In many states, courts have found that the faulty workmanship of a construction contractor that damages the contractor’s own work is not an accident and, therefore, not an “occurrence.” General Sec. Indem. Co. of Arizona v. Mountain States Mut. Cas. Co., 205 P.3d 529 (Colo.Ct.App. 2009); Auto-Owners Ins. Co. v. Home Pride Companies, Inc., 268 Neb. 528, 684 N.W.2d 571 (Neb. 2004) (faulty workmanship, standing alone, is not covered under a standard CGL policy); Oak Crest Const. Co. v. Austin Mut. Ins. Co., 329 Or. 620, 998 P.2d 1254 (Or. 2000) (no occurrence where insured sought cost of correcting subcontractor's deficient work); Kvaerner Metals Div. of Kvaerner U.S., Inc. v. Commercial Union Ins. Co., 589 Pa. 317, 908 A.2d 888 (Pa. 2006).
Alfred Siegel v. Certain Underwriters at Lloyds (C.D. Cal. 2011)
A California federal court agreed with BatesCarey LLP's arguments that a declaratory judgment action filed by IndyMac Bancorp's bankruptcy trustee was "non-core" to the bankruptcy. Therefore the court found that judicial efficiency supported withdrawing the reference to the bankruptcy court. After the reference was withdrawn, the trustee voluntarily dismissed the action.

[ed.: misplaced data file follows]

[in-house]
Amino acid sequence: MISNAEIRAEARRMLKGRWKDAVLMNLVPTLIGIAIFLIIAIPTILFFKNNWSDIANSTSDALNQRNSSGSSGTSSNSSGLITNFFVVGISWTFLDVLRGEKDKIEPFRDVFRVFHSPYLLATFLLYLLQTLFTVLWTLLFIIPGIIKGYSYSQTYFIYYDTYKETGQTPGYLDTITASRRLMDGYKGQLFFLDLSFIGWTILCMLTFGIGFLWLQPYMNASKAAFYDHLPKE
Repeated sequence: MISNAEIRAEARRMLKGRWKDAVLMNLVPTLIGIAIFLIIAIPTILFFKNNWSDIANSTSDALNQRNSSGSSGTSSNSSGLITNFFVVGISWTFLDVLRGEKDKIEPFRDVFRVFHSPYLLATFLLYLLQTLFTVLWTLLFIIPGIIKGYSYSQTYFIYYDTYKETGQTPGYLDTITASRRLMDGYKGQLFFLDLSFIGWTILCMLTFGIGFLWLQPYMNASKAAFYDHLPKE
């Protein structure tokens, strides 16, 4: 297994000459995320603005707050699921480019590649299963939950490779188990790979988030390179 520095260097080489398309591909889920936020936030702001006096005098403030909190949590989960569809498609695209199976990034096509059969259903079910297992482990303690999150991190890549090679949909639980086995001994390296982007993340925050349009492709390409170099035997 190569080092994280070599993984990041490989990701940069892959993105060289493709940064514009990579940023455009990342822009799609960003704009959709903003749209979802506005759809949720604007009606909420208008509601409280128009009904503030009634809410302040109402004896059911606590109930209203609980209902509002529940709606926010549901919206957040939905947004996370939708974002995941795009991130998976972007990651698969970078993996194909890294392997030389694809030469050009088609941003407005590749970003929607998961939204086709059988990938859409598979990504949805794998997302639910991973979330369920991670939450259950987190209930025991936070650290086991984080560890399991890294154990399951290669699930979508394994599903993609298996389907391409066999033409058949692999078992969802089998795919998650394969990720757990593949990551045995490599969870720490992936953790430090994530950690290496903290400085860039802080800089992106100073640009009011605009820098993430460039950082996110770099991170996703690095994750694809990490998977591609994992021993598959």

Kevin Fox v. Will County State’s Atty. (N.D. Ill. 2011)
BatesCarey LLP's client issued an excess policy to an insured county, which was sued, along with two sheriff deputies, for civil rights violations by a man falsely accused of murder. The primary insurer paid for the county's and deputies' defense, which resulted in an uncovered multi-million dollar punitive damage award. The insured's assignee argued that the excess insurer had failed in bad faith to accept a settlement offer and was required to pay the punitive damage award. BatesCarey LLP argued that the excess insurer did not control the defense and thus could not have breached any duty to settle. An Illinois federal court adopted BatesCarey LLP's reasoning on summary judgment and held that the excess insurer was not obligated to pay the punitive damage award.
Pacific Emp. Ins. Co. v. GLOBAL Reinsurance Corp. (E.D. Pa. 2011)
BatesCarey LLP obtained judgment for its reinsurer client by convincing a federal court that the "follow the fortunes" doctrine did not require the reinsurer to pay expenses in addition to the limits of liability on a facultative certificate. By moving for judgment on the pleadings, BatesCarey LLP foreclosed the cedent from taking any discovery and obtained victory immediately after the cedent filed its responsive pleading.